The impact of bee colony collapse on American agriculture
Given property rights to the wild animals that often damage their crops or even kill them, Namibian farmers now are profiting from tourism and hunting, while poaching has virtually disappeared.
Michael `t Sas-Rolfes 08/19/2011
African white rhinos have been saved from extinctionby private owners who used property rights and market incentives to restore the South African population of 20 in 1900 to more than 20,000 today.
Holly Fretwell 08/01/2011
Jeff Laszlo knew that to keep the family ranch, he needed to chnage his operations. By recognizing the environmental assets on his ranch and forging partnerships with public and private funders he restored a huge wetland that now flourishes with fish, wilflife and plants. By investing in...
Michael `t Sas-Rolfes 06/17/2011
Conservation of animals like rhinos and elephants may eventually be conducted most successfully by markets where these animals have monetary value rather than just emotional value. It may sound cold, but it could well keep them from becoming extinct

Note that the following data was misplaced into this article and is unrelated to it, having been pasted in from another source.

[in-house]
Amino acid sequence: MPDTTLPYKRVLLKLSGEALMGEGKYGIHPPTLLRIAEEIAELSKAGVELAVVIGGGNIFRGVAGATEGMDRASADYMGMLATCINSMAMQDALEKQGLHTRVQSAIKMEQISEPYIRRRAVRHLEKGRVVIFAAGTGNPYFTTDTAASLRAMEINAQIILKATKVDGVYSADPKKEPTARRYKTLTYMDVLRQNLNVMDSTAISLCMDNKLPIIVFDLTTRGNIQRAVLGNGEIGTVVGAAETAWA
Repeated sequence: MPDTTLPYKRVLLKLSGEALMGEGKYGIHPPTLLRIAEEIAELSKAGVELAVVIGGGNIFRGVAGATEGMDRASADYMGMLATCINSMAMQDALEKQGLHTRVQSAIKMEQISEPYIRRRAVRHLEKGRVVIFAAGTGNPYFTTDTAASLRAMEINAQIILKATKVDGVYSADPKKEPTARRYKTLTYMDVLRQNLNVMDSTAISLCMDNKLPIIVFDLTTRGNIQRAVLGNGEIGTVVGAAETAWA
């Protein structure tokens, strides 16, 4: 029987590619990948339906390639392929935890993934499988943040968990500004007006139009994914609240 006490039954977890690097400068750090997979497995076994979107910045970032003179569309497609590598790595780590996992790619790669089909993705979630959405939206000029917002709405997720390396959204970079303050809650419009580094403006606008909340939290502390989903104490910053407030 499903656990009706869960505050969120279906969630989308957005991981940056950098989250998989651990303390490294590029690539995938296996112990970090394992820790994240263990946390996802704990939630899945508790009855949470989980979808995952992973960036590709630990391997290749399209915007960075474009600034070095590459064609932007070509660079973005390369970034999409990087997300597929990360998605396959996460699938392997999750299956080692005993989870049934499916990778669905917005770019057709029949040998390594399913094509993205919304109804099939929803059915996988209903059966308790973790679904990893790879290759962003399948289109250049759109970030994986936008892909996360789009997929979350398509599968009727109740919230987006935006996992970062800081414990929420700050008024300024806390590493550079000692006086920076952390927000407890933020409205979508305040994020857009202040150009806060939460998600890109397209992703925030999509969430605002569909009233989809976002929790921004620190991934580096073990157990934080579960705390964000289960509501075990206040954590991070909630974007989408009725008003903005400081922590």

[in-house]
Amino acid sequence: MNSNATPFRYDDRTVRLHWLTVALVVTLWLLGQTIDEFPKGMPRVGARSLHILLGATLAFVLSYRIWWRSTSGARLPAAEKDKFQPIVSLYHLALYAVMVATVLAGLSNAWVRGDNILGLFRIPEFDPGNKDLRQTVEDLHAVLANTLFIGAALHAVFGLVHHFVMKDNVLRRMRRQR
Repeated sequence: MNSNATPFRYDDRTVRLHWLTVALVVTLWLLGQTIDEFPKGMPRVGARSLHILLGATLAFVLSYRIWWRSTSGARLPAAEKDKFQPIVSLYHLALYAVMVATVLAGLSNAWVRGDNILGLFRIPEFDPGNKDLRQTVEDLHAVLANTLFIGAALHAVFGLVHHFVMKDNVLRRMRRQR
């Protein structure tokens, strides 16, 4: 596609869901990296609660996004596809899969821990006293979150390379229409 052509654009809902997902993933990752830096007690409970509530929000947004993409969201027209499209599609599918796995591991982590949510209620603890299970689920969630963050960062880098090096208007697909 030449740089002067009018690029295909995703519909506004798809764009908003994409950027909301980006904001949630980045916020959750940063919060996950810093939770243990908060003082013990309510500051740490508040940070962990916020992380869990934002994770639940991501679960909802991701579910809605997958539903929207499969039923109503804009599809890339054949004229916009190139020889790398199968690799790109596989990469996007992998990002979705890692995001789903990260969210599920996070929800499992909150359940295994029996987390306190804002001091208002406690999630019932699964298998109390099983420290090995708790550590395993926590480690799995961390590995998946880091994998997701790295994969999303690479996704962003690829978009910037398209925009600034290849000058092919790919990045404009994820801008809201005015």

James G. Workman 06/09/2011
Could the political conflict over wolf recovery efforts be resolved via economics? Let the bidding begin.
Kenya might make 20 times more money from the Masai Mara Game Reserve, which is just a sixth of Tanzania's Serengeti, but this, reports Special Correspondent WYCLIFFE MUGA, comes at a huge environmental cost . By Wycliffe Muga PERC Media Fellow
Terry Anderson, Shawn Regan 06/06/2011
When people who live near wild elephants understand how they can benefit economically, they have an incentive to protect the wildlife.
Richard Conniff 05/12/2011
In Namibia the people own the wildlife. Their system of community-based conservation has providedincome to local people and sharply increased key wildlife populations.